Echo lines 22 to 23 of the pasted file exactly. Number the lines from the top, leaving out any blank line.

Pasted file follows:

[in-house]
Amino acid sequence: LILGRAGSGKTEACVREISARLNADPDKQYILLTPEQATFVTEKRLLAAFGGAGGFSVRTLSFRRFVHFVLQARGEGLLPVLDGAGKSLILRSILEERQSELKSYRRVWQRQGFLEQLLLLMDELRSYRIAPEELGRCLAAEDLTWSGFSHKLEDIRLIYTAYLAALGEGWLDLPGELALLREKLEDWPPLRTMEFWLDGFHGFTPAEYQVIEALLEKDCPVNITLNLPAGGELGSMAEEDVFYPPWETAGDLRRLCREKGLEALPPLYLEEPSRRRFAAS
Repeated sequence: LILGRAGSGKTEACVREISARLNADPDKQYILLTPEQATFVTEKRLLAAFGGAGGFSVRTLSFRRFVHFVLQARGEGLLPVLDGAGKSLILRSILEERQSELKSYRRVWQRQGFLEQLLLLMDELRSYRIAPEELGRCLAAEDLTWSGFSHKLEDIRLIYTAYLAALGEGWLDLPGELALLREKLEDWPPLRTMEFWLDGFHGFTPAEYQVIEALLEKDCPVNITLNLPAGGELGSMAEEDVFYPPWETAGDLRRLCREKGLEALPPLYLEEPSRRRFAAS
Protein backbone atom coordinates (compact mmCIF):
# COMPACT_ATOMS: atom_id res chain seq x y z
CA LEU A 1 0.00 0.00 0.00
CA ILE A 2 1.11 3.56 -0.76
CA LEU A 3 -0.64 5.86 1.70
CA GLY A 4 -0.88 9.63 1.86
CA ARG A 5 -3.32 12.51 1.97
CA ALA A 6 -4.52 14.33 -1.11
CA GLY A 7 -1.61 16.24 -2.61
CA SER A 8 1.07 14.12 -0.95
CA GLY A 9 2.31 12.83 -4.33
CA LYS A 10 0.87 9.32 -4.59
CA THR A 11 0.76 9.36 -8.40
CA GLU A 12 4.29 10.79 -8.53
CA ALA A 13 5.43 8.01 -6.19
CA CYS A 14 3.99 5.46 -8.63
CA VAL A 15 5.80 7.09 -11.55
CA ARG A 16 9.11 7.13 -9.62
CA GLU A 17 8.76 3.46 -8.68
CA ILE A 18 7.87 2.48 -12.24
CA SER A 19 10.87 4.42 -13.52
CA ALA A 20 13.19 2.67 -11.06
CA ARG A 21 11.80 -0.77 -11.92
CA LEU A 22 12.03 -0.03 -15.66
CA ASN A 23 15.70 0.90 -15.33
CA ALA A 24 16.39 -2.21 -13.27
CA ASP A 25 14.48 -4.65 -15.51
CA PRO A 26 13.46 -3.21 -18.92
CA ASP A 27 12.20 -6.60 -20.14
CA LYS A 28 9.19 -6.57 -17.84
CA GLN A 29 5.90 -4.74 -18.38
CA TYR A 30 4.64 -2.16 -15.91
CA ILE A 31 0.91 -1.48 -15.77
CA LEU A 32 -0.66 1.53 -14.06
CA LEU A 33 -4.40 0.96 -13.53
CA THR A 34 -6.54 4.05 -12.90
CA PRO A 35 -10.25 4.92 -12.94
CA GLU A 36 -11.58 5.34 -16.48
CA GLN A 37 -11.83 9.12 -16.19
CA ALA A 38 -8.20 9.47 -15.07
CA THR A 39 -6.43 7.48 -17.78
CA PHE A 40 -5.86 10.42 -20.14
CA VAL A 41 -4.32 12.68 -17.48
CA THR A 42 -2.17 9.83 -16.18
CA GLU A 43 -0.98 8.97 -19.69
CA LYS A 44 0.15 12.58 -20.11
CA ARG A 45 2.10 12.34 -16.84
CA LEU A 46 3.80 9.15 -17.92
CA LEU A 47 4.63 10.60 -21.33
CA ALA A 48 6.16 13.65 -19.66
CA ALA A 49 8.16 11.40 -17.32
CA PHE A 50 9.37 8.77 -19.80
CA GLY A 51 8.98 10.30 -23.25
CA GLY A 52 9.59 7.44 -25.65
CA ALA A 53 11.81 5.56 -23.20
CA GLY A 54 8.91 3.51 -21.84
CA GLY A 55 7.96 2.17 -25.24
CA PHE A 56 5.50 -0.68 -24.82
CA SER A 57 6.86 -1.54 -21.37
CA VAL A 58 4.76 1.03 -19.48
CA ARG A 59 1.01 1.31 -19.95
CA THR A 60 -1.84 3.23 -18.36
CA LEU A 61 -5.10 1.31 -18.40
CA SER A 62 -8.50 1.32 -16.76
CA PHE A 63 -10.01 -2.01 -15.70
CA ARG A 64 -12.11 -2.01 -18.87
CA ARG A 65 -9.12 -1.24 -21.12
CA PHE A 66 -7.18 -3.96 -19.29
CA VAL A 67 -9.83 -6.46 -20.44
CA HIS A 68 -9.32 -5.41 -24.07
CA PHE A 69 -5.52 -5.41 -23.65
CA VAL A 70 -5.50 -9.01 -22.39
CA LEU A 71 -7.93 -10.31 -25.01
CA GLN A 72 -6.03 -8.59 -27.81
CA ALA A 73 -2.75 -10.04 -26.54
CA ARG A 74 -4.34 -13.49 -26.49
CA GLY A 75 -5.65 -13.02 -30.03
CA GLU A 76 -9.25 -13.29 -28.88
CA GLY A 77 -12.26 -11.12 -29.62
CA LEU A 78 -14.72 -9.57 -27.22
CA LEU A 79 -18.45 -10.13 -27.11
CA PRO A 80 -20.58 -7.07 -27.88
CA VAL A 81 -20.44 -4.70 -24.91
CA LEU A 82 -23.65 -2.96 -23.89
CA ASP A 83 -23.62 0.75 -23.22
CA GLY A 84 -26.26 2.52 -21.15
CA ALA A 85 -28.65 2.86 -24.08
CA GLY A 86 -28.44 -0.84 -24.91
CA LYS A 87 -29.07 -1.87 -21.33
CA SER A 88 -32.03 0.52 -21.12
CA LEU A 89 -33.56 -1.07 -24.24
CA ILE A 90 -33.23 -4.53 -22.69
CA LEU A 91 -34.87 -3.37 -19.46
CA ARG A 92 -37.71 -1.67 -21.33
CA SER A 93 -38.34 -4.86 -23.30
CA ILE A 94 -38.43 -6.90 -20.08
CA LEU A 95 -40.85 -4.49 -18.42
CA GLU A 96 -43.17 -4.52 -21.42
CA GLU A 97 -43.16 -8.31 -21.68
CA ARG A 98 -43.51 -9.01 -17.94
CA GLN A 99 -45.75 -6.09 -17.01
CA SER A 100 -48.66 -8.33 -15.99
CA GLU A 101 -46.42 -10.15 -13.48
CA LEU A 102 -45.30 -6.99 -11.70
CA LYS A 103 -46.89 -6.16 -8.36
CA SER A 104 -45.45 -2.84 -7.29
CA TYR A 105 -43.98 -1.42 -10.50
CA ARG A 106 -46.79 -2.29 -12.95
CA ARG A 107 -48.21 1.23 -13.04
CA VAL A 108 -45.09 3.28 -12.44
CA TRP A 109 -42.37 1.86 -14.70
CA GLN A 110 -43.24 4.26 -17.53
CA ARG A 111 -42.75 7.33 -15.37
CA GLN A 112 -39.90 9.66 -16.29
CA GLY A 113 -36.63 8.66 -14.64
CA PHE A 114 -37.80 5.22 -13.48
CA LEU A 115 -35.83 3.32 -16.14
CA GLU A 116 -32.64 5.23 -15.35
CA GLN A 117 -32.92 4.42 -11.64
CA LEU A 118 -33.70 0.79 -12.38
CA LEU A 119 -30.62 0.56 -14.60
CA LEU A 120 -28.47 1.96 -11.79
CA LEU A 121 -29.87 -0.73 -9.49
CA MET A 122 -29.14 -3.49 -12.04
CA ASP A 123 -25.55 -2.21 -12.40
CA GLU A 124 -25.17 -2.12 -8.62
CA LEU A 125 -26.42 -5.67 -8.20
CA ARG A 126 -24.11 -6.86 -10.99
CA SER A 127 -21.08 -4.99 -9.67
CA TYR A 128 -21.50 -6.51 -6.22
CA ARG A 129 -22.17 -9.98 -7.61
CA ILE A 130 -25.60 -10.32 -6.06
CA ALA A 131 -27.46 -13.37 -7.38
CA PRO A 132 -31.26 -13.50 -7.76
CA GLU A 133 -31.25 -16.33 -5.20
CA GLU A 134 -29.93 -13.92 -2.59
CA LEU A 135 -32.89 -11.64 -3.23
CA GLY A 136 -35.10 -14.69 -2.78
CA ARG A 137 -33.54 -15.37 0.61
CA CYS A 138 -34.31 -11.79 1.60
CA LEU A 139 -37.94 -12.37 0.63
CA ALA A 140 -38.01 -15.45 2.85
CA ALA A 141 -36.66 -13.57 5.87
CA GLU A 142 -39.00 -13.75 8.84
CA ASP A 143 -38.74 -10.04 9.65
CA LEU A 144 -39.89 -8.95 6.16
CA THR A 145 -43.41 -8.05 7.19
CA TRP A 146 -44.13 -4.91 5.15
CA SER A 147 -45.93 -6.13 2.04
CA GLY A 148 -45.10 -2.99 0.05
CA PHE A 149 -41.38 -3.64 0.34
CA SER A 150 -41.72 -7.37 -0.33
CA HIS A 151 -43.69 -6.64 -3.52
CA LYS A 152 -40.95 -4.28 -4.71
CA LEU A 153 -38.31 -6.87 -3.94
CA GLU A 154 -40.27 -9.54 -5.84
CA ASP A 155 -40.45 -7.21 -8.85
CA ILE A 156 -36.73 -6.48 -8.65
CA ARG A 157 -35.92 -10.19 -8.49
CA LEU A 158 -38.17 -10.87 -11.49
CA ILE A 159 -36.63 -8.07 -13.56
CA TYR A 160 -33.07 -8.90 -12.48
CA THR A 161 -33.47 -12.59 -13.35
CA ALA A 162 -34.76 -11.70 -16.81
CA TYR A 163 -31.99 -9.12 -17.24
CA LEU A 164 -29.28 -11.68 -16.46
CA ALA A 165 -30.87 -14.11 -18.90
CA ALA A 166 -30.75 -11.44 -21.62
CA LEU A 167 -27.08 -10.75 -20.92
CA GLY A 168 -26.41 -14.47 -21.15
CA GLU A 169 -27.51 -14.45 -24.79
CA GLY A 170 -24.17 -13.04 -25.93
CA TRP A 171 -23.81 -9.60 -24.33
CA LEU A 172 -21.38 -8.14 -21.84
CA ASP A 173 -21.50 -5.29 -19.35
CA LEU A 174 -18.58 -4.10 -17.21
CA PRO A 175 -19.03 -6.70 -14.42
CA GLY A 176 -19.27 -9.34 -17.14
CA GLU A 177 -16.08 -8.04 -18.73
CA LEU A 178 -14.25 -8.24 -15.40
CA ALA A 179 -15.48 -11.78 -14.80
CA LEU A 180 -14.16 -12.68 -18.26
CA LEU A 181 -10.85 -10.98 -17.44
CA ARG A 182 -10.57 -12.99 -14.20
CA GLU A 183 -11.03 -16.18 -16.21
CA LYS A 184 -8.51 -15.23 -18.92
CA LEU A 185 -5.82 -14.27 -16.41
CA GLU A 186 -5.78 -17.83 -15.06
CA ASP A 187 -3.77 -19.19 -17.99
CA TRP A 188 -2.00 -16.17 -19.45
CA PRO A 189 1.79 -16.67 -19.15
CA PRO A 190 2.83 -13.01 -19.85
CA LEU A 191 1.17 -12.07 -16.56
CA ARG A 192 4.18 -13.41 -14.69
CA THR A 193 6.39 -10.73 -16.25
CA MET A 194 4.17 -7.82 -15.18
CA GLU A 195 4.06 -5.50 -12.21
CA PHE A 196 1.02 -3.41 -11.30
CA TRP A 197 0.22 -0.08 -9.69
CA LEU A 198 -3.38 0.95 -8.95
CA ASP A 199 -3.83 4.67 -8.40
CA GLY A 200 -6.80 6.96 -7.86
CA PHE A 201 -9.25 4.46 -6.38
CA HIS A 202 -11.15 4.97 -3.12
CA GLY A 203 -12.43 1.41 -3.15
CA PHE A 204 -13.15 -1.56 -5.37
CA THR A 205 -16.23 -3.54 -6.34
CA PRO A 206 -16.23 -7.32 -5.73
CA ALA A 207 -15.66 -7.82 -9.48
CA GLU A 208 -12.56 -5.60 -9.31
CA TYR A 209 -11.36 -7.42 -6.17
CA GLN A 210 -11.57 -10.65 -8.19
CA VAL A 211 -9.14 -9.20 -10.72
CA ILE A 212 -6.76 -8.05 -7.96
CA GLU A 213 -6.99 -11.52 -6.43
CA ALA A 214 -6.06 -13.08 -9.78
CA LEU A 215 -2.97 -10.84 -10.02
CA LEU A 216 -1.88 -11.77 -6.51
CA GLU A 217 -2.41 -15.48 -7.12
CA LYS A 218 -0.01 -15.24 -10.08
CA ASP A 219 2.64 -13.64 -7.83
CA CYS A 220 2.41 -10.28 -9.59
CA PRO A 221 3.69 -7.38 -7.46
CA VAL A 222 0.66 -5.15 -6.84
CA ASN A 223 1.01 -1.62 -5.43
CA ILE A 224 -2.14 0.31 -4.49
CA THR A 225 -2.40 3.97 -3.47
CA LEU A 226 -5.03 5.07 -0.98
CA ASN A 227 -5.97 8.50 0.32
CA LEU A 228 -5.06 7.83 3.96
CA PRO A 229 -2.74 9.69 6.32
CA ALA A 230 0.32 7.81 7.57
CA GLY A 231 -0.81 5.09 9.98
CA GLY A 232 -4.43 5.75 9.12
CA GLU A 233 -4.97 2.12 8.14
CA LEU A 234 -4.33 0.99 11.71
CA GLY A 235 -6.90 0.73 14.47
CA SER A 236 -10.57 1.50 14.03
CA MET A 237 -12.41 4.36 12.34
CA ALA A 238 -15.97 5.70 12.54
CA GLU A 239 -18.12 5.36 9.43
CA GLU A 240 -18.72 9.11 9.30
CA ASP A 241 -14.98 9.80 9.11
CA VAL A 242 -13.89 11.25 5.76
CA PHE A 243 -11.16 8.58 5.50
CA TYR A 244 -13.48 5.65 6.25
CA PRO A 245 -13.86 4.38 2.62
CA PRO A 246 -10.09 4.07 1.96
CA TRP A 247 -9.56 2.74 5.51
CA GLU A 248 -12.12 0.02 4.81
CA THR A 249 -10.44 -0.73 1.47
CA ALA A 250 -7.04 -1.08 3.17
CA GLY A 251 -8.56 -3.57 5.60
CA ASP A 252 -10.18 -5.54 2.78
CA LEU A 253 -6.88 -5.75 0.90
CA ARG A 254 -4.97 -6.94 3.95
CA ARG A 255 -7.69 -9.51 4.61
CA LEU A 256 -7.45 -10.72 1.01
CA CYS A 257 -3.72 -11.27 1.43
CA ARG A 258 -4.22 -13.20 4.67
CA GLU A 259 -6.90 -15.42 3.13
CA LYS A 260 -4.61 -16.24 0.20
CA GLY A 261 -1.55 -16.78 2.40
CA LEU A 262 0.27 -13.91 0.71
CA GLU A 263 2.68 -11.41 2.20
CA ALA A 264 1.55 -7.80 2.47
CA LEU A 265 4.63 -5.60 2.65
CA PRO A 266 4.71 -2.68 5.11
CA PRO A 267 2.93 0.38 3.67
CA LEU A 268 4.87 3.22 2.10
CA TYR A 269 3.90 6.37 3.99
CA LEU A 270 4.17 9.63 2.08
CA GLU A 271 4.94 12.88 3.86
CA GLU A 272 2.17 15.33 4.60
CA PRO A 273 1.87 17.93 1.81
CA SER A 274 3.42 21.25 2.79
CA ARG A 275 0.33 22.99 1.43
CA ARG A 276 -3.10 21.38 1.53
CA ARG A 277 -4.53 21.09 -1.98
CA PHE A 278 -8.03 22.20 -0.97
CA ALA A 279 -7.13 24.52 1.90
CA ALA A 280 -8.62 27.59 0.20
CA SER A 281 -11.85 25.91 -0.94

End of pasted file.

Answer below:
CA GLU A 17 8.76 3.46 -8.68
CA ILE A 18 7.87 2.48 -12.24